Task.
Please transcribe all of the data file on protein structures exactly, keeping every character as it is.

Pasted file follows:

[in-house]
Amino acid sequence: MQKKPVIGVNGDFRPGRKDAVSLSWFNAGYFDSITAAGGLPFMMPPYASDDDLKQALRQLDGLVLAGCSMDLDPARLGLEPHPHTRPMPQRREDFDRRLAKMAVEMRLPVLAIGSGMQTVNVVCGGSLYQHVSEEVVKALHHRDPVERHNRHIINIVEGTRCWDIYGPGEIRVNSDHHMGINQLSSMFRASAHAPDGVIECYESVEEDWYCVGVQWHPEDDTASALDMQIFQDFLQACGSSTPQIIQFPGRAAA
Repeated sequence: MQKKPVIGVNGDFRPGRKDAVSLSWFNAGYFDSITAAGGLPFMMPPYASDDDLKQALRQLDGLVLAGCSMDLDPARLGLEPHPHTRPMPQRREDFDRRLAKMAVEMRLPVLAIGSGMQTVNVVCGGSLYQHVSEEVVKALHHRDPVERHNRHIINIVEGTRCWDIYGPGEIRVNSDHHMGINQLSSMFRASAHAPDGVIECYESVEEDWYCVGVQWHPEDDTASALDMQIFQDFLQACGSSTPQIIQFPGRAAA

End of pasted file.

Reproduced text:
[in-house]
Amino acid sequence: MQKKPVIGVNGDFRPGRKDAVSLSWFNAGYFDSITAAGGLPFMMPPYASDDDLKQALRQLDGLVLAGCSMDLDPARLGLEPHPHTRPMPQRREDFDRRLAKMAVEMRLPVLAIGSGMQTVNVVCGGSLYQHVSEEVVKALHHRDPVERHNRHIINIVEGTRCWDIYGPGEIRVNSDHHMGINQLSSMFRASAHAPDGVIECYESVEEDWYCVGVQWHPEDDTASALDMQIFQDFLQACGSSTPQIIQFPGRAAA
Repeated sequence: MQKKPVIGVNGDFRPGRKDAVSLSWFNAGYFDSITAAGGLPFMMPPYASDDDLKQALRQLDGLVLAGCSMDLDPARLGLEPHPHTRPMPQRREDFDRRLAKMAVEMRLPVLAIGSGMQTVNVVCGGSLYQHVSEEVVKALHHRDPVERHNRHIINIVEGTRCWDIYGPGEIRVNSDHHMGINQLSSMFRASAHAPDGVIECYESVEEDWYCVGVQWHPEDDTASALDMQIFQDFLQACGSSTPQIIQFPGRAAA